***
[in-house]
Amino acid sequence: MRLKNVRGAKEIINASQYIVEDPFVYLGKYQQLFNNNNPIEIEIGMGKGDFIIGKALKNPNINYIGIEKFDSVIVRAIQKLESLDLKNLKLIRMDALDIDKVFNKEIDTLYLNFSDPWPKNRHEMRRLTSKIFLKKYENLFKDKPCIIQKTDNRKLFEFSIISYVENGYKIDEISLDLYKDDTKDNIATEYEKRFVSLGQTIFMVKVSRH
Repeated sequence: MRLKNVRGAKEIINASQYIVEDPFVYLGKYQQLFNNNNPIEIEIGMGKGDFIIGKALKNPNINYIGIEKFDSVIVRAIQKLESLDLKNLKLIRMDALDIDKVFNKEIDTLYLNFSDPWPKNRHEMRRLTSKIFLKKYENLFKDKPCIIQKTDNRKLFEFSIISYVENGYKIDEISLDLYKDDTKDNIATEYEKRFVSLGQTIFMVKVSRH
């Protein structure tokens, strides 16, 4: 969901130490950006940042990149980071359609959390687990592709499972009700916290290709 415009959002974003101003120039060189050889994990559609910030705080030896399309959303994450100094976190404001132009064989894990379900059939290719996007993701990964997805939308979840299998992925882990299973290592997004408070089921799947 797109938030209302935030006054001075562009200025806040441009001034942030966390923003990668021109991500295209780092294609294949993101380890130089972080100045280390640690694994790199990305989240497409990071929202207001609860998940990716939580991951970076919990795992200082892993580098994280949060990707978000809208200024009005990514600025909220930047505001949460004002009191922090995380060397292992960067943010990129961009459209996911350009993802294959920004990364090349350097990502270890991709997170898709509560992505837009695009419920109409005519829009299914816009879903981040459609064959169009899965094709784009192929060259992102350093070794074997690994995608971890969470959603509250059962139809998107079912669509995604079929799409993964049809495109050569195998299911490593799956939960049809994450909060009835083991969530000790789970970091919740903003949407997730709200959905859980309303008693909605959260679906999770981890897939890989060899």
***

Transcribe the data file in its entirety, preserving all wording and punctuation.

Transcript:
[in-house]
Amino acid sequence: MRLKNVRGAKEIINASQYIVEDPFVYLGKYQQLFNNNNPIEIEIGMGKGDFIIGKALKNPNINYIGIEKFDSVIVRAIQKLESLDLKNLKLIRMDALDIDKVFNKEIDTLYLNFSDPWPKNRHEMRRLTSKIFLKKYENLFKDKPCIIQKTDNRKLFEFSIISYVENGYKIDEISLDLYKDDTKDNIATEYEKRFVSLGQTIFMVKVSRH
Repeated sequence: MRLKNVRGAKEIINASQYIVEDPFVYLGKYQQLFNNNNPIEIEIGMGKGDFIIGKALKNPNINYIGIEKFDSVIVRAIQKLESLDLKNLKLIRMDALDIDKVFNKEIDTLYLNFSDPWPKNRHEMRRLTSKIFLKKYENLFKDKPCIIQKTDNRKLFEFSIISYVENGYKIDEISLDLYKDDTKDNIATEYEKRFVSLGQTIFMVKVSRH
């Protein structure tokens, strides 16, 4: 969901130490950006940042990149980071359609959390687990592709499972009700916290290709 415009959002974003101003120039060189050889994990559609910030705080030896399309959303994450100094976190404001132009064989894990379900059939290719996007993701990964997805939308979840299998992925882990299973290592997004408070089921799947 797109938030209302935030006054001075562009200025806040441009001034942030966390923003990668021109991500295209780092294609294949993101380890130089972080100045280390640690694994790199990305989240497409990071929202207001609860998940990716939580991951970076919990795992200082892993580098994280949060990707978000809208200024009005990514600025909220930047505001949460004002009191922090995380060397292992960067943010990129961009459209996911350009993802294959920004990364090349350097990502270890991709997170898709509560992505837009695009419920109409005519829009299914816009879903981040459609064959169009899965094709784009192929060259992102350093070794074997690994995608971890969470959603509250059962139809998107079912669509995604079929799409993964049809495109050569195998299911490593799956939960049809994450909060009835083991969530000790789970970091919740903003949407997730709200959905859980309303008693909605959260679906999770981890897939890989060899």